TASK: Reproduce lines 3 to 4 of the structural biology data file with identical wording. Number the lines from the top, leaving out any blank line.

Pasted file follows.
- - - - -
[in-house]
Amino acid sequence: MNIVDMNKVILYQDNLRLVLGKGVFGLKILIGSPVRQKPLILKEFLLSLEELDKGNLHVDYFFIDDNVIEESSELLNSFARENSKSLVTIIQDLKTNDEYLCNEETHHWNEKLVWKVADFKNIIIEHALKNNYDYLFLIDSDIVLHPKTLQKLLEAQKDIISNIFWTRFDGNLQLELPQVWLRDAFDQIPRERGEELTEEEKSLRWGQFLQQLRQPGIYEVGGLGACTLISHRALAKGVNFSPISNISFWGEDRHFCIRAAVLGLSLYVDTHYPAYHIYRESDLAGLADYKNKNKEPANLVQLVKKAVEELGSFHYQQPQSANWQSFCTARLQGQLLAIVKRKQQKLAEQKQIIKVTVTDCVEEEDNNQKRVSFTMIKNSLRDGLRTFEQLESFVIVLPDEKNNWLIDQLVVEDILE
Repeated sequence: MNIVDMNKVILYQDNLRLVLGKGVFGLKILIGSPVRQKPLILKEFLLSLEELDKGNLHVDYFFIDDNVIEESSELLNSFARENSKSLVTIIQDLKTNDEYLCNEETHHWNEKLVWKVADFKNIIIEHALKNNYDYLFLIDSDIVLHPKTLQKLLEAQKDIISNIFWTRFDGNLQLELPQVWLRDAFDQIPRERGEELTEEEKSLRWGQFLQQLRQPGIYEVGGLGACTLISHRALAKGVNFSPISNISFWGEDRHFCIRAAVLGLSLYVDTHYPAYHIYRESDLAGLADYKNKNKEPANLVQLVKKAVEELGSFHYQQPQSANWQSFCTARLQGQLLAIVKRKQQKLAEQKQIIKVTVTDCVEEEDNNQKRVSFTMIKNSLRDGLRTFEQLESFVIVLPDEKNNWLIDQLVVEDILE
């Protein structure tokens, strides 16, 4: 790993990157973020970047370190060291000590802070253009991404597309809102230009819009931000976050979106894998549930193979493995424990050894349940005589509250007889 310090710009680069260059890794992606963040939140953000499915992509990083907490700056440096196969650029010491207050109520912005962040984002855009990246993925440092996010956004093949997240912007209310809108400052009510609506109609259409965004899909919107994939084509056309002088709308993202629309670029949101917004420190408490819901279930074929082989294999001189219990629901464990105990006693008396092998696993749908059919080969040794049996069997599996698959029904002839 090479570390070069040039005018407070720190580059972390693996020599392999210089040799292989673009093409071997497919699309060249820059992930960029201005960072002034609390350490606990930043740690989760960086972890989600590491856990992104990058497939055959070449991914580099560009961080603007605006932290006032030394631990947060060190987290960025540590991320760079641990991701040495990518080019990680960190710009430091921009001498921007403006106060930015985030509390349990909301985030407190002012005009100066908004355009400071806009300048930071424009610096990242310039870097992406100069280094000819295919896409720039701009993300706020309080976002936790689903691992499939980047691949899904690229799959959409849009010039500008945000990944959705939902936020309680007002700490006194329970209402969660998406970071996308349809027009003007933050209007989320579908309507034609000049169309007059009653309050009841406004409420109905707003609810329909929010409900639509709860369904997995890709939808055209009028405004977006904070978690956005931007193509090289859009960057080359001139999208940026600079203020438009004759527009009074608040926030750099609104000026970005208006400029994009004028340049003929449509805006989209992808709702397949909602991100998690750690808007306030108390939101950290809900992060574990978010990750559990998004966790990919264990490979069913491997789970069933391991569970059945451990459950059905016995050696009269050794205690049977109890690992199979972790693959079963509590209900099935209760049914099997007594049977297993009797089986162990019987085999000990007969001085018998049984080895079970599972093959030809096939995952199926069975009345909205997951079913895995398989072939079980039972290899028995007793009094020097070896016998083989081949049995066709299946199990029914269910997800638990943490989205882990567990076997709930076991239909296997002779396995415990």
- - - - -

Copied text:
Repeated sequence: MNIVDMNKVILYQDNLRLVLGKGVFGLKILIGSPVRQKPLILKEFLLSLEELDKGNLHVDYFFIDDNVIEESSELLNSFARENSKSLVTIIQDLKTNDEYLCNEETHHWNEKLVWKVADFKNIIIEHALKNNYDYLFLIDSDIVLHPKTLQKLLEAQKDIISNIFWTRFDGNLQLELPQVWLRDAFDQIPRERGEELTEEEKSLRWGQFLQQLRQPGIYEVGGLGACTLISHRALAKGVNFSPISNISFWGEDRHFCIRAAVLGLSLYVDTHYPAYHIYRESDLAGLADYKNKNKEPANLVQLVKKAVEELGSFHYQQPQSANWQSFCTARLQGQLLAIVKRKQQKLAEQKQIIKVTVTDCVEEEDNNQKRVSFTMIKNSLRDGLRTFEQLESFVIVLPDEKNNWLIDQLVVEDILE
């Protein structure tokens, strides 16, 4: 790993990157973020970047370190060291000590802070253009991404597309809102230009819009931000976050979106894998549930193979493995424990050894349940005589509250007889 310090710009680069260059890794992606963040939140953000499915992509990083907490700056440096196969650029010491207050109520912005962040984002855009990246993925440092996010956004093949997240912007209310809108400052009510609506109609259409965004899909919107994939084509056309002088709308993202629309670029949101917004420190408490819901279930074929082989294999001189219990629901464990105990006693008396092998696993749908059919080969040794049996069997599996698959029904002839 090479570390070069040039005018407070720190580059972390693996020599392999210089040799292989673009093409071997497919699309060249820059992930960029201005960072002034609390350490606990930043740690989760960086972890989600590491856990992104990058497939055959070449991914580099560009961080603007605006932290006032030394631990947060060190987290960025540590991320760079641990991701040495990518080019990680960190710009430091921009001498921007403006106060930015985030509390349990909301985030407190002012005009100066908004355009400071806009300048930071424009610096990242310039870097992406100069280094000819295919896409720039701009993300706020309080976002936790689903691992499939980047691949899904690229799959959409849009010039500008945000990944959705939902936020309680007002700490006194329970209402969660998406970071996308349809027009003007933050209007989320579908309507034609000049169309007059009653309050009841406004409420109905707003609810329909929010409900639509709860369904997995890709939808055209009028405004977006904070978690956005931007193509090289859009960057080359001139999208940026600079203020438009004759527009009074608040926030750099609104000026970005208006400029994009004028340049003929449509805006989209992808709702397949909602991100998690750690808007306030108390939101950290809900992060574990978010990750559990998004966790990919264990490979069913491997789970069933391991569970059945451990459950059905016995050696009269050794205690049977109890690992199979972790693959079963509590209900099935209760049914099997007594049977297993009797089986162990019987085999000990007969001085018998049984080895079970599972093959030809096939995952199926069975009345909205997951079913895995398989072939079980039972290899028995007793009094020097070896016998083989081949049995066709299946199990029914269910997800638990943490989205882990567990076997709930076991239909296997002779396995415990």